In the 1990s the Patriot and Red Sox sought to build waterfront stadiums on the South Boston Waterfront as part of project dubbed the MegaPlex. The plan only required a tiny commitment from taxpayers but it was still too much to placate the dialed-in citizens of Boston. The plan eventually died when late Boston Mayor Thomas M. Menino turned against it. Now, the once vacant area is home to a booming innovation district and soaring residential towers. When the Bruins and Celtics replaced the rat infested Boston Garden with a new building in 1995, it was build with private money after much public handwringing.
In 2015, a rag-tag group of activists and young professionals organized against the 2024 bid in an extremely effective manner that put pressure on elected officials to stop the games and created a climate of intense negativity around Boston's Olympic bid. It was a remarkable display of activism. It pitted the city's captains of industry against a group of activists with little more than pennies to rub together and smartphones.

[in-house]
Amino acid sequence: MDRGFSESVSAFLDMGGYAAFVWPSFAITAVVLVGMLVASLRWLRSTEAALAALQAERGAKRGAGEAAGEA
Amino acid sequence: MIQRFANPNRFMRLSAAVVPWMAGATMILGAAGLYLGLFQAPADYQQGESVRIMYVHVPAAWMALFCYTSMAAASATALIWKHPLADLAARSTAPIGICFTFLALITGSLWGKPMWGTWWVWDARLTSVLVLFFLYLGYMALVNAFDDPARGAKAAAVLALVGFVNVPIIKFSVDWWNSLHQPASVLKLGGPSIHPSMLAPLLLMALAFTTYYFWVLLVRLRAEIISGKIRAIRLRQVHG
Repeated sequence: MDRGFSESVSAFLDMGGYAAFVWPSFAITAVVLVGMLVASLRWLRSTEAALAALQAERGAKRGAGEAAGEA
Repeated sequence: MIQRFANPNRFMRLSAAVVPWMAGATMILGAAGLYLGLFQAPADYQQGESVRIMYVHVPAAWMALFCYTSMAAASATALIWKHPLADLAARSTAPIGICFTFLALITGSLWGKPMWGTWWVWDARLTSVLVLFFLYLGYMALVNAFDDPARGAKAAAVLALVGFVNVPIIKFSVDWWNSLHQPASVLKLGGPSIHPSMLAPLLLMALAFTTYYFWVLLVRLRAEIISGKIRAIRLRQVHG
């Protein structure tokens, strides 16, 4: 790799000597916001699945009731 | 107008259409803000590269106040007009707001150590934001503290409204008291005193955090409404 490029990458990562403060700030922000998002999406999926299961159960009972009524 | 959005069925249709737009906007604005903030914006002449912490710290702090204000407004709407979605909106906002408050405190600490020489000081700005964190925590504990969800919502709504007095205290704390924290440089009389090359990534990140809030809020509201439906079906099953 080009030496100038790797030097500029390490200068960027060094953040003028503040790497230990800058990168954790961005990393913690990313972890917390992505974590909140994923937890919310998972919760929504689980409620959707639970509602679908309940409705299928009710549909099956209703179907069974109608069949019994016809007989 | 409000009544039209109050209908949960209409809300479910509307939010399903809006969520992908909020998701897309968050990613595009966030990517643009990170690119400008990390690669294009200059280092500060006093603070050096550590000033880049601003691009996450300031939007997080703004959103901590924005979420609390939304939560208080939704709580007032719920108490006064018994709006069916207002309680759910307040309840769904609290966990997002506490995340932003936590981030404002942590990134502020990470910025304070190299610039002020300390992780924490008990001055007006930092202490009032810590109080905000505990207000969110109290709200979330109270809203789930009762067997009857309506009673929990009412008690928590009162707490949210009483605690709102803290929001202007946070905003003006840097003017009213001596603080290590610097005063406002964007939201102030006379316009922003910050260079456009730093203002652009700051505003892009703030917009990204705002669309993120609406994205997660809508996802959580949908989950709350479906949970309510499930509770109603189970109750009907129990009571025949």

The group pushing the bid had their hands tied by various USOC decrees and limitations. They couldn't respond quickly and effectively to their opponents and they committed all sorts of unforced errors that stoked the anti-Olympics sentiment: Property owners were caught off guard about venue locations, residents were not contacted before the plan was devised, and community stakeholders were only included in the process when it was all but too late. The bid's biggest public supporter, Mayor Martin J. Walsh, was often forced to publicly chastise the USOC and bid organizers for not releasing information in a timely or transparent manner. For many, the announcement that former Governor Deval Patrick was being paid $7,500 a day as a consultant on the project was the straw that broke the camel's back.